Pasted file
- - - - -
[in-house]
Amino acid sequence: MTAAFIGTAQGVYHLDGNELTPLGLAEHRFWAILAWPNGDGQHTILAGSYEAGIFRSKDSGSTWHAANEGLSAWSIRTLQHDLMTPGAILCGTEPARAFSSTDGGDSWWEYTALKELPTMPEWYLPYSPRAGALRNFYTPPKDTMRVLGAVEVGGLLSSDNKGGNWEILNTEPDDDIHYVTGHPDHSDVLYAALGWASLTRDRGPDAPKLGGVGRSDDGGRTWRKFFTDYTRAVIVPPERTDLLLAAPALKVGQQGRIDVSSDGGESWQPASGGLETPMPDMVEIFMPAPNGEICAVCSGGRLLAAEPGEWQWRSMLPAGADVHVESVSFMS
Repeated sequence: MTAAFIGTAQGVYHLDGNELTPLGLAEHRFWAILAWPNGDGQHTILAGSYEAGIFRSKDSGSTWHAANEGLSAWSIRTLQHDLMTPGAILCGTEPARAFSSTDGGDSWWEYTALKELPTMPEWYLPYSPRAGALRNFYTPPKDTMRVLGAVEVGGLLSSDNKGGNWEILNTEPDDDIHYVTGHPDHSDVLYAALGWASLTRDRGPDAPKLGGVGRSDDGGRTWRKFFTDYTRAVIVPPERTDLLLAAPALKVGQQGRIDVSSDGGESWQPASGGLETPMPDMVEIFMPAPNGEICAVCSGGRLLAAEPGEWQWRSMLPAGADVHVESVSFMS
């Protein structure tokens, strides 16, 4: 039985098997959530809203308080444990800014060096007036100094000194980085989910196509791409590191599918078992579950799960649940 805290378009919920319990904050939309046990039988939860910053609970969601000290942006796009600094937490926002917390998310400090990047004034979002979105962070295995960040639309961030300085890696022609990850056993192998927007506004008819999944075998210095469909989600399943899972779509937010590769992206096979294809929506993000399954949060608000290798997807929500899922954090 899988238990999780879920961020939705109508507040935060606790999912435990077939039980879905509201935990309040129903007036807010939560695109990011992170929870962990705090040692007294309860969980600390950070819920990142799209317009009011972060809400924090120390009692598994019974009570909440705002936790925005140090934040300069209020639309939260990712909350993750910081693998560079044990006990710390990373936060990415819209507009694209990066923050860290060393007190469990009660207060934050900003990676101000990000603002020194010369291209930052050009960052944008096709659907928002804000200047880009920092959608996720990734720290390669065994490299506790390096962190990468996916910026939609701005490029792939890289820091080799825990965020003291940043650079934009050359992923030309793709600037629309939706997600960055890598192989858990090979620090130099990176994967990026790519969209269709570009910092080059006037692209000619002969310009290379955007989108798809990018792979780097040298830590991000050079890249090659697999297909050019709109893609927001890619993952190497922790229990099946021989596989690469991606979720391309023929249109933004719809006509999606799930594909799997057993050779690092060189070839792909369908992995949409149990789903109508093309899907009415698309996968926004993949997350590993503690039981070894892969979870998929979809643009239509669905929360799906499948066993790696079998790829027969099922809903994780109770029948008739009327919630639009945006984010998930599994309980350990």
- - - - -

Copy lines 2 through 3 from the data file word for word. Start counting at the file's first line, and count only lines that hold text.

Amino acid sequence: MTAAFIGTAQGVYHLDGNELTPLGLAEHRFWAILAWPNGDGQHTILAGSYEAGIFRSKDSGSTWHAANEGLSAWSIRTLQHDLMTPGAILCGTEPARAFSSTDGGDSWWEYTALKELPTMPEWYLPYSPRAGALRNFYTPPKDTMRVLGAVEVGGLLSSDNKGGNWEILNTEPDDDIHYVTGHPDHSDVLYAALGWASLTRDRGPDAPKLGGVGRSDDGGRTWRKFFTDYTRAVIVPPERTDLLLAAPALKVGQQGRIDVSSDGGESWQPASGGLETPMPDMVEIFMPAPNGEICAVCSGGRLLAAEPGEWQWRSMLPAGADVHVESVSFMS
Repeated sequence: MTAAFIGTAQGVYHLDGNELTPLGLAEHRFWAILAWPNGDGQHTILAGSYEAGIFRSKDSGSTWHAANEGLSAWSIRTLQHDLMTPGAILCGTEPARAFSSTDGGDSWWEYTALKELPTMPEWYLPYSPRAGALRNFYTPPKDTMRVLGAVEVGGLLSSDNKGGNWEILNTEPDDDIHYVTGHPDHSDVLYAALGWASLTRDRGPDAPKLGGVGRSDDGGRTWRKFFTDYTRAVIVPPERTDLLLAAPALKVGQQGRIDVSSDGGESWQPASGGLETPMPDMVEIFMPAPNGEICAVCSGGRLLAAEPGEWQWRSMLPAGADVHVESVSFMS